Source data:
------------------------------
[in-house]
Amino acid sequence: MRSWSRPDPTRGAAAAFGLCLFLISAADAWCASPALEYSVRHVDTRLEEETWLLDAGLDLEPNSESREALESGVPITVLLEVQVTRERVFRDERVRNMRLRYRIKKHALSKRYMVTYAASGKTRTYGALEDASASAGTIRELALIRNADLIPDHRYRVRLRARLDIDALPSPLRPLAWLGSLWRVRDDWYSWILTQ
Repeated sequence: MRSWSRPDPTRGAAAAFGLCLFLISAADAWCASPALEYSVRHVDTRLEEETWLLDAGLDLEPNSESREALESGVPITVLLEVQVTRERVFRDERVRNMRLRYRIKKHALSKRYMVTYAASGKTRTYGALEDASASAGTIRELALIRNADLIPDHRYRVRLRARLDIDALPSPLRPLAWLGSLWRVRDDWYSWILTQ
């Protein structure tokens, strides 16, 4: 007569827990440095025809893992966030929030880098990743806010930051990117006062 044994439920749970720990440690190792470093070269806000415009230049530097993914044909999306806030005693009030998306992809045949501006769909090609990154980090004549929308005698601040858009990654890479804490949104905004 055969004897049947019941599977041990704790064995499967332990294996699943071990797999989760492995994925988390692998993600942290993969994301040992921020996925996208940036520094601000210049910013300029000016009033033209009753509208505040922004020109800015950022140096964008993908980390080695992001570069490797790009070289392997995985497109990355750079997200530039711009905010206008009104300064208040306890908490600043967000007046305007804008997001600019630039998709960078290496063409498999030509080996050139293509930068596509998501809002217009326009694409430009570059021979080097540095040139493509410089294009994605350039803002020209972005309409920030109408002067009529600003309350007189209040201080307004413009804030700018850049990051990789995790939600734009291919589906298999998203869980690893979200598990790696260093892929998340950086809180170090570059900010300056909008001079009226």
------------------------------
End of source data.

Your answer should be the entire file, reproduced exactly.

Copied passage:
[in-house]
Amino acid sequence: MRSWSRPDPTRGAAAAFGLCLFLISAADAWCASPALEYSVRHVDTRLEEETWLLDAGLDLEPNSESREALESGVPITVLLEVQVTRERVFRDERVRNMRLRYRIKKHALSKRYMVTYAASGKTRTYGALEDASASAGTIRELALIRNADLIPDHRYRVRLRARLDIDALPSPLRPLAWLGSLWRVRDDWYSWILTQ
Repeated sequence: MRSWSRPDPTRGAAAAFGLCLFLISAADAWCASPALEYSVRHVDTRLEEETWLLDAGLDLEPNSESREALESGVPITVLLEVQVTRERVFRDERVRNMRLRYRIKKHALSKRYMVTYAASGKTRTYGALEDASASAGTIRELALIRNADLIPDHRYRVRLRARLDIDALPSPLRPLAWLGSLWRVRDDWYSWILTQ
């Protein structure tokens, strides 16, 4: 007569827990440095025809893992966030929030880098990743806010930051990117006062 044994439920749970720990440690190792470093070269806000415009230049530097993914044909999306806030005693009030998306992809045949501006769909090609990154980090004549929308005698601040858009990654890479804490949104905004 055969004897049947019941599977041990704790064995499967332990294996699943071990797999989760492995994925988390692998993600942290993969994301040992921020996925996208940036520094601000210049910013300029000016009033033209009753509208505040922004020109800015950022140096964008993908980390080695992001570069490797790009070289392997995985497109990355750079997200530039711009905010206008009104300064208040306890908490600043967000007046305007804008997001600019630039998709960078290496063409498999030509080996050139293509930068596509998501809002217009326009694409430009570059021979080097540095040139493509410089294009994605350039803002020209972005309409920030109408002067009529600003309350007189209040201080307004413009804030700018850049990051990789995790939600734009291919589906298999998203869980690893979200598990790696260093892929998340950086809180170090570059900010300056909008001079009226």